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Significant Figures Help (page 2)

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By McGraw-Hill Professional
Updated on Oct 3, 2011

A Bit Of Confusion

When a value is not in power-of-10 notation, it is best to convert it to that form before deciding on the number of significant figures it contains. If the value begins with 0 followed by a decimal point, for example 0.0004556, it’s not too difficult to figure out the number of significant digits (in this case four). But when a number is large, it might not be clear unless the authors tell you what they have in mind.

Have you heard that the speed of light is 300,000,000 meters per second? To how many significant digits do they claim this? One? Two? Three? More? It turns out that this expression is accurate to three significant figures; they mean to say 3.00 × 10 8 meters per second. A more accurate value is 299,792,000. This expression happens to be accurate to six significant figures: in scientific notation it is 2.99792 × 10 8 .

If this confuses you, you are not alone. It can befuddle the best scientists and engineers. You can do a couple of things to avoid getting into this quagmire of uncertainty. First, always tell your audience how many significant figures you claim when you write an expression as a large number. Second, if you are in doubt about the accuracy in terms of significant figures when someone states or quotes a figure, ask for clarification. It is better to look a little ignorant and get things right, than to act smart and get things wrong.

Significant Figures Practice Problems

Practice 1

Using a calculator, find the value of sin (0° 0′ 5.33″), rounded off to as many significant figures as are justified.

Solution 1

Our angle is specified to three significant figures, so that is the number of significant figures to which we can justify an answer. We are looking for the sine of 5.33 seconds of arc. First, let’s convert this angle to degrees. Remember that 1″ = (1/3600)°. So:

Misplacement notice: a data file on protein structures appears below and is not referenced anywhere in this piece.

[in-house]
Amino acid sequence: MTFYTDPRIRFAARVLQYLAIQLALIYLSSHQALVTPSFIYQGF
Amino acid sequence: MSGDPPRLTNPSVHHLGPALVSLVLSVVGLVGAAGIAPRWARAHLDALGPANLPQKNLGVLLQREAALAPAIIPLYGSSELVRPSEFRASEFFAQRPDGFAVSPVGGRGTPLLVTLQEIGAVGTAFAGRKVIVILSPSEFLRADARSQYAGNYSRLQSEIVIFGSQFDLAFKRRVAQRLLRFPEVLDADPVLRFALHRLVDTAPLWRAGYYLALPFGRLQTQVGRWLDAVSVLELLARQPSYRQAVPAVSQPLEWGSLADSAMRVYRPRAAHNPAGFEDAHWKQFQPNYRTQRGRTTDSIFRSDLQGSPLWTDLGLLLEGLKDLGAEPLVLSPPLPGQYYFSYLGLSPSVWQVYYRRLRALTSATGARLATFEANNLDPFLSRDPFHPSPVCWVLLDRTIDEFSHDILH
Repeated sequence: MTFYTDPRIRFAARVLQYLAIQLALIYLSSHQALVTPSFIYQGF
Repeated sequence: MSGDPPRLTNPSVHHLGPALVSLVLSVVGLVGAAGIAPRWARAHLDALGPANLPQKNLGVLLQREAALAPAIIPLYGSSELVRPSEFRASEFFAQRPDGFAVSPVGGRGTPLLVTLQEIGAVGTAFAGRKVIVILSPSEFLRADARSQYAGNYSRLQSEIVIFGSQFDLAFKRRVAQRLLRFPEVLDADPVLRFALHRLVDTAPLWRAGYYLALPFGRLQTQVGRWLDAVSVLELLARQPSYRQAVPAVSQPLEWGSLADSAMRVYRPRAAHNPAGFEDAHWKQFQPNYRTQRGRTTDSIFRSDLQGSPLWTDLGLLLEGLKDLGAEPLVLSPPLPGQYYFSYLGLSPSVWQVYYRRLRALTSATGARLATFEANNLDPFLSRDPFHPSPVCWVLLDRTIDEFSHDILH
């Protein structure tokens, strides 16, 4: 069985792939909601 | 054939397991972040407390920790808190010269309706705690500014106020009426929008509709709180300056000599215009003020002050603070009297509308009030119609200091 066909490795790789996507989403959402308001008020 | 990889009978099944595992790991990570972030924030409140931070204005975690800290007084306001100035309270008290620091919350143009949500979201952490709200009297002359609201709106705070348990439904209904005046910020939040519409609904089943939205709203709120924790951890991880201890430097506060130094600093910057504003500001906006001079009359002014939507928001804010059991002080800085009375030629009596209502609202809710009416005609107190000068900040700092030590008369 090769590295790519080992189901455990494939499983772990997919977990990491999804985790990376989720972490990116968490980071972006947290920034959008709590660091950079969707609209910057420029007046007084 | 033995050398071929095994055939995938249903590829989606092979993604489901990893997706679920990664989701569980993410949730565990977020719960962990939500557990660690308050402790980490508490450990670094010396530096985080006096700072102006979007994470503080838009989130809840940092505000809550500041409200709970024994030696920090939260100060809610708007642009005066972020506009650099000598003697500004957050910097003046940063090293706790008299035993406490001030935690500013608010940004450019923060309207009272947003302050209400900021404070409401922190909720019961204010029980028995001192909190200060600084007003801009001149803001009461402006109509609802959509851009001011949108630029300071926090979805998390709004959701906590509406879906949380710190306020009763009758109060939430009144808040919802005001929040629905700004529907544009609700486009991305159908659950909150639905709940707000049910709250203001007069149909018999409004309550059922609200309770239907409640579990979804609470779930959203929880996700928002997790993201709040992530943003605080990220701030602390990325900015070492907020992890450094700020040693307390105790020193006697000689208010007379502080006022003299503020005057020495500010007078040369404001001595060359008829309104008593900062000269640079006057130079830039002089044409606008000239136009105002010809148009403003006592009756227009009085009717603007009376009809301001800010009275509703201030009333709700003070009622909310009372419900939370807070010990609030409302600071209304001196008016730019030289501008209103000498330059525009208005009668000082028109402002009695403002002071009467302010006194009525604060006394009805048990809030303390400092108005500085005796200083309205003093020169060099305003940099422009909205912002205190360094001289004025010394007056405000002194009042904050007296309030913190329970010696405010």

• sing a calculator, we get:

sin 0.00148° = 2:58 × 10 –5

Practice 2

Suppose a building is 205.55 meters high. The sun is shining down from an angle of 33.5° above the horizon. If the ground near the building is perfectly flat and level, how long is the shadow of the building?

Solution 2

The height of the building is specified to five significant figures, but the angle of the sun above the horizon is specified to only three significant figures. Therefore, our answer will have to be rounded to three significant figures.

The situation is illustrated in Fig. 7-2. We assume the building is perfectly flat on top, and that there are no protrusions such as railings or antennas. From the right-triangle model, it is apparent that the height of the building (205.55 meters) divided by the length of the shadow (the unknown, s ) is equal to tan 33.5°. Thus:

Fig. 7–2. Illustration for Solution 2.

This is 311 meters, rounded to three significant figures. When performing this calculation, the tangent of 33.5° was expanded to more than the necessary number of significant figures, and the answer rounded off only at the end. This is in general a good practice, because if rounding is done at early stages in a calculation, the errors sometimes add together and produce a disproportionate error at the end. You might want to try rounding the tangent of 33.5° in the above problem to only three significant figures, and see how, or if, that affects the final, rounded-off answer.

Practice Problems for these concepts can be found at:  Scientific Notation Practice Test

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